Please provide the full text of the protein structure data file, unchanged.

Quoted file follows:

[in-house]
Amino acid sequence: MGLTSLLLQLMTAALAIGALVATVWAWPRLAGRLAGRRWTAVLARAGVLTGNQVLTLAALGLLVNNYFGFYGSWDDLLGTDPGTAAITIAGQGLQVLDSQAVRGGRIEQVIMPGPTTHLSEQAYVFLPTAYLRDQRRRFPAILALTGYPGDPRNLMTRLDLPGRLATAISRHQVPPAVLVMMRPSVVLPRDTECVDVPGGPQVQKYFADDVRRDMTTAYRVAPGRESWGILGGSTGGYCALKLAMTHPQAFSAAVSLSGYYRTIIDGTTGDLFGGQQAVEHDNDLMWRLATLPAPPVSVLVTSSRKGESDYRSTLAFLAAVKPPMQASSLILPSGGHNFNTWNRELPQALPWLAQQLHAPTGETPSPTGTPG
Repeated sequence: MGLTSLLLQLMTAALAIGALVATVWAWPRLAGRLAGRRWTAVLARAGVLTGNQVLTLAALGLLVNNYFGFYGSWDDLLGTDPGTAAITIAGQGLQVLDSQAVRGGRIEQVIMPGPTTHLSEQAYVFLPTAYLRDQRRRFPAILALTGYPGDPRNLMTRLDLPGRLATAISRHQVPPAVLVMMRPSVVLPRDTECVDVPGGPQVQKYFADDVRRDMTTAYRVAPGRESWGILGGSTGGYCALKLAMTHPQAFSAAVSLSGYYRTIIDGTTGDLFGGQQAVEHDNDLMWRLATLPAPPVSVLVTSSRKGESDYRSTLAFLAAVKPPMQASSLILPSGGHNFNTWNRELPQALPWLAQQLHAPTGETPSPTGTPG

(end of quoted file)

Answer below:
[in-house]
Amino acid sequence: MGLTSLLLQLMTAALAIGALVATVWAWPRLAGRLAGRRWTAVLARAGVLTGNQVLTLAALGLLVNNYFGFYGSWDDLLGTDPGTAAITIAGQGLQVLDSQAVRGGRIEQVIMPGPTTHLSEQAYVFLPTAYLRDQRRRFPAILALTGYPGDPRNLMTRLDLPGRLATAISRHQVPPAVLVMMRPSVVLPRDTECVDVPGGPQVQKYFADDVRRDMTTAYRVAPGRESWGILGGSTGGYCALKLAMTHPQAFSAAVSLSGYYRTIIDGTTGDLFGGQQAVEHDNDLMWRLATLPAPPVSVLVTSSRKGESDYRSTLAFLAAVKPPMQASSLILPSGGHNFNTWNRELPQALPWLAQQLHAPTGETPSPTGTPG
Repeated sequence: MGLTSLLLQLMTAALAIGALVATVWAWPRLAGRLAGRRWTAVLARAGVLTGNQVLTLAALGLLVNNYFGFYGSWDDLLGTDPGTAAITIAGQGLQVLDSQAVRGGRIEQVIMPGPTTHLSEQAYVFLPTAYLRDQRRRFPAILALTGYPGDPRNLMTRLDLPGRLATAISRHQVPPAVLVMMRPSVVLPRDTECVDVPGGPQVQKYFADDVRRDMTTAYRVAPGRESWGILGGSTGGYCALKLAMTHPQAFSAAVSLSGYYRTIIDGTTGDLFGGQQAVEHDNDLMWRLATLPAPPVSVLVTSSRKGESDYRSTLAFLAAVKPPMQASSLILPSGGHNFNTWNRELPQALPWLAQQLHAPTGETPSPTGTPG